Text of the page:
Concerning regeneration in the narrower sense we may note that it is the initial work of the Holy Spirit in the heart of the elect. Jesus said to Nicodemus: “Verily, verily, I say unto thee, Except a man be born again, he cannot see the kingdom of God.” (John 3:3) That term, “born again,” means to be born again and from above. It refers to a radically new life. Moreover, it is a term used in Scripture to refer to the moment of conception, the very beginning of life, the begetting of a child. This is a work of the Holy Spirit which takes place in a moment of time and is performed in the very depths of man’s being, in his heart which. is the center of all his, spiritual and ethical life. It takes place while the sinner, although elect, is still dead in trespasses and sins. It takes place beneath the level of his consciousness so that a man is not aware at that moment of the work being performed. Thus Jesus said to Nicodemus: “The wind bloweth where it listeth, and thou hearest the sound thereof, but canst not tell whence it cometh, and whither it goeth: so is every one that is born of the Spirit.” (John 3:8) It is the implanting of the new, resurrection life of Christ by which the sinner is raised from his spiritual grave and placed in everlasting communion with the body of Christ. Regeneration is a work which can never be lost; a principle of life which abides in the heart all through life, through death itself, and on into eternity. Finally, it is absolutely indispensable. Without regeneration in his heart man has no receptivity for the Gospel, he can only reject the Word. So true is this in fact that Jesus said that without regeneration man cannot even see the Kingdom of God! (John 3:3) In the line of the covenant, believers and their seed, this takes place in earliest infancy, perhaps even at the moment of conception. That regenerated child of God from that moment on is receptive to the Word of God and he begins the spiritual growth process that continues until he is delivered up into glory. This is regeneration in the narrower sense. (Cf. also I Peter 1:23-25; I John 3:9)
Regeneration in the broader sense is a work of God in the elect which implies not only the implanting of the new life of Jesus Christ, but also the entire work of salvation as it is consciously applied to the believer. It includes, therefore, conversion and faith and even sanctification. This work is accomplished by means of the preaching of the Word by which the Gospel, “the living and abiding Word” (I Peter 1:23), “the Word of truth!’ (James 1:18), is addressed by the Spirit to the principle of regeneration, calling that new life into consciousness. Thus the principle of regeneration renews and influences the mind and the will in such a way that the elect is capable of hearing the Gospel and desiring it, believing it and clinging to it. This is a life-long process and perfection is not reached until the saint is taken into glory. In this broader sense the Confession in this article speaks of, regeneration.
Thus the article continues by discussing the relationship between justification and sanctification. There is a difference between the two. Justification has to do with man’s state, and it thus frees him from the guilt of sin. Justification is a judicial act of God, a formal declaration by which man is declared righteous. Sanctification, on the other hand, has to do with man’s condition and frees him from the pollution of sin. We are washed and cleansed from iniquity. More and more the old man of sin is destroyed and the new man in Christ is quickened and we become holy.
While there is that difference between justification and sanctification, the two are related. Justification necessarily implies sanctification, for one’s state and condition must correspond. If one be justified, he will also be sanctified and even glorified. (Cf. Romans 8:29, 30) Justification is the ground for sanctification. Sanctification can never be the basis for justification, for this would lead to the error that we are justified by our works.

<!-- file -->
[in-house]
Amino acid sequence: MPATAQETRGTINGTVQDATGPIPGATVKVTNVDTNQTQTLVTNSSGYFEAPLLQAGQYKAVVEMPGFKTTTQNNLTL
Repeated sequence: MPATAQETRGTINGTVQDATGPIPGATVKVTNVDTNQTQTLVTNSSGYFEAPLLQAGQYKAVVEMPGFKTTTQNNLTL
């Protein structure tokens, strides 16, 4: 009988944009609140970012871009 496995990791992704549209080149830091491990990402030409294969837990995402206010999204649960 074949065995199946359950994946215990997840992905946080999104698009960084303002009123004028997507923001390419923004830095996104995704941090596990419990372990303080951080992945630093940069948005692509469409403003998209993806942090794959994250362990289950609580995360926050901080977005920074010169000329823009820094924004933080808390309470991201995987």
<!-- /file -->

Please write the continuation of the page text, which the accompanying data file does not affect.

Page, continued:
The importance of understanding this relationship is evident. This means that it is utterly impossible that there be a careless and profane Christian. It is impossible that there be faith without the fruit of faith. If one be justified, he will also lead a sanctified life. And the faith by which he is justified is a lively faith which cannot possibly produce a profane person. Where faith is there will be the works of faith. (Cf. James 2) Yet, at the same time, our good works can never be the basis fait our justification. And if they cannot contribute to our justification, they cannot in any way contribute to our salvation. Without justification we cannot and “would never do anything out of love to God, but only out of self-love or fear of damnation.” Our good works, even though approved by God, are of no account for our justification, for we are justified before we do good works, and God’s approval upon our works is simply the crown He places upon His own work in us. This is even, the article says, as a tree that cannot produce good fruit unless the tree itself is first good. And the fact that we are first good before we can produce good works, is due to the fact that whom He justifies God also sanctifies. Besides this, our works can never justify because even when we do good works, we remain unprofitable servants who have earned nothing, but only done our duty. And, we are not perfect, but continue to sin, while only one sin would be sufficient to send us to hell forever. Yet our works are rewarded both in this life and in the life to come. But that reward is of grace for: “It is through His grace that he crowns his gifts.”
Finally there is a word about the assurance of our salvation. This assurance can never rest upon the basis of our good works: “For we do no work but what is polluted by our flesh, and also punishable; and although we could perform such works, still the remembrance of one sin is sufficient to make God reject them.” If, however, we do attempt to base our assurance on our good works, then: “we would always be in doubt, tossed to and fro without any certainty, and our poor consciences continually vexed.” Our assurance of salvation can only come by relying completely upon the merits of the suffering and death of our Savior. By grace are ye saved!